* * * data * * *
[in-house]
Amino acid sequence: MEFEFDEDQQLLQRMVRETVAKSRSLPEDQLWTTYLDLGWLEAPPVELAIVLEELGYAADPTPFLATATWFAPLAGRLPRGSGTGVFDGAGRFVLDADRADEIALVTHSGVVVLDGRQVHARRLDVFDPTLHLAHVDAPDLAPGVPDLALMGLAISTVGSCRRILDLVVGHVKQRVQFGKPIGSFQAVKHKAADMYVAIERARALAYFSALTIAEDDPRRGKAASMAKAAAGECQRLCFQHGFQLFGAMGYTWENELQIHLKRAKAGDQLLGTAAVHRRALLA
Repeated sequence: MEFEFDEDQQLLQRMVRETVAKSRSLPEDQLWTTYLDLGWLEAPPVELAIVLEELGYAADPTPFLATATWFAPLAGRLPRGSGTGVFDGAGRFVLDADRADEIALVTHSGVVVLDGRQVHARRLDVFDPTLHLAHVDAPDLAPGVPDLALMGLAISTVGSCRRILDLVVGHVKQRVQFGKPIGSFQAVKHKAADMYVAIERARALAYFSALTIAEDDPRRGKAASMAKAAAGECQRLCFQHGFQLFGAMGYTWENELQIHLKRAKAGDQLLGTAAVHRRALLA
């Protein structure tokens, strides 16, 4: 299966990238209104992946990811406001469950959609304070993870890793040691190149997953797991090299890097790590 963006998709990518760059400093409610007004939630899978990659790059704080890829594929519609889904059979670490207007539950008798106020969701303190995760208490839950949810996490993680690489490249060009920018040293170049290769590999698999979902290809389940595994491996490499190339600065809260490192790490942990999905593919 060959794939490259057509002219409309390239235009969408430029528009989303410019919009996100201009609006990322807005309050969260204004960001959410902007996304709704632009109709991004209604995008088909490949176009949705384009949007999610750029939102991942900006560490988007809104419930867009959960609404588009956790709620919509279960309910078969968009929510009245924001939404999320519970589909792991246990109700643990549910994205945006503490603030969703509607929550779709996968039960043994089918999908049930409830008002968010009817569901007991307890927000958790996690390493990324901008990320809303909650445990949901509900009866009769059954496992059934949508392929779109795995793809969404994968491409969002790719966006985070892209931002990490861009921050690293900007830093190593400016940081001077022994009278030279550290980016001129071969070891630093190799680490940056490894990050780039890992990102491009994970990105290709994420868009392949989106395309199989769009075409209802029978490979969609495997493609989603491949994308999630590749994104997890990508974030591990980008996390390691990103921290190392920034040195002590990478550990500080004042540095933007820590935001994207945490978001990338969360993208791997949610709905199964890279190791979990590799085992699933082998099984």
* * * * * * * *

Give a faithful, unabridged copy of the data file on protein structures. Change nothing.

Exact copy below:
[in-house]
Amino acid sequence: MEFEFDEDQQLLQRMVRETVAKSRSLPEDQLWTTYLDLGWLEAPPVELAIVLEELGYAADPTPFLATATWFAPLAGRLPRGSGTGVFDGAGRFVLDADRADEIALVTHSGVVVLDGRQVHARRLDVFDPTLHLAHVDAPDLAPGVPDLALMGLAISTVGSCRRILDLVVGHVKQRVQFGKPIGSFQAVKHKAADMYVAIERARALAYFSALTIAEDDPRRGKAASMAKAAAGECQRLCFQHGFQLFGAMGYTWENELQIHLKRAKAGDQLLGTAAVHRRALLA
Repeated sequence: MEFEFDEDQQLLQRMVRETVAKSRSLPEDQLWTTYLDLGWLEAPPVELAIVLEELGYAADPTPFLATATWFAPLAGRLPRGSGTGVFDGAGRFVLDADRADEIALVTHSGVVVLDGRQVHARRLDVFDPTLHLAHVDAPDLAPGVPDLALMGLAISTVGSCRRILDLVVGHVKQRVQFGKPIGSFQAVKHKAADMYVAIERARALAYFSALTIAEDDPRRGKAASMAKAAAGECQRLCFQHGFQLFGAMGYTWENELQIHLKRAKAGDQLLGTAAVHRRALLA
């Protein structure tokens, strides 16, 4: 299966990238209104992946990811406001469950959609304070993870890793040691190149997953797991090299890097790590 963006998709990518760059400093409610007004939630899978990659790059704080890829594929519609889904059979670490207007539950008798106020969701303190995760208490839950949810996490993680690489490249060009920018040293170049290769590999698999979902290809389940595994491996490499190339600065809260490192790490942990999905593919 060959794939490259057509002219409309390239235009969408430029528009989303410019919009996100201009609006990322807005309050969260204004960001959410902007996304709704632009109709991004209604995008088909490949176009949705384009949007999610750029939102991942900006560490988007809104419930867009959960609404588009956790709620919509279960309910078969968009929510009245924001939404999320519970589909792991246990109700643990549910994205945006503490603030969703509607929550779709996968039960043994089918999908049930409830008002968010009817569901007991307890927000958790996690390493990324901008990320809303909650445990949901509900009866009769059954496992059934949508392929779109795995793809969404994968491409969002790719966006985070892209931002990490861009921050690293900007830093190593400016940081001077022994009278030279550290980016001129071969070891630093190799680490940056490894990050780039890992990102491009994970990105290709994420868009392949989106395309199989769009075409209802029978490979969609495997493609989603491949994308999630590749994104997890990508974030591990980008996390390691990103921290190392920034040195002590990478550990500080004042540095933007820590935001994207945490978001990338969360993208791997949610709905199964890279190791979990590799085992699933082998099984």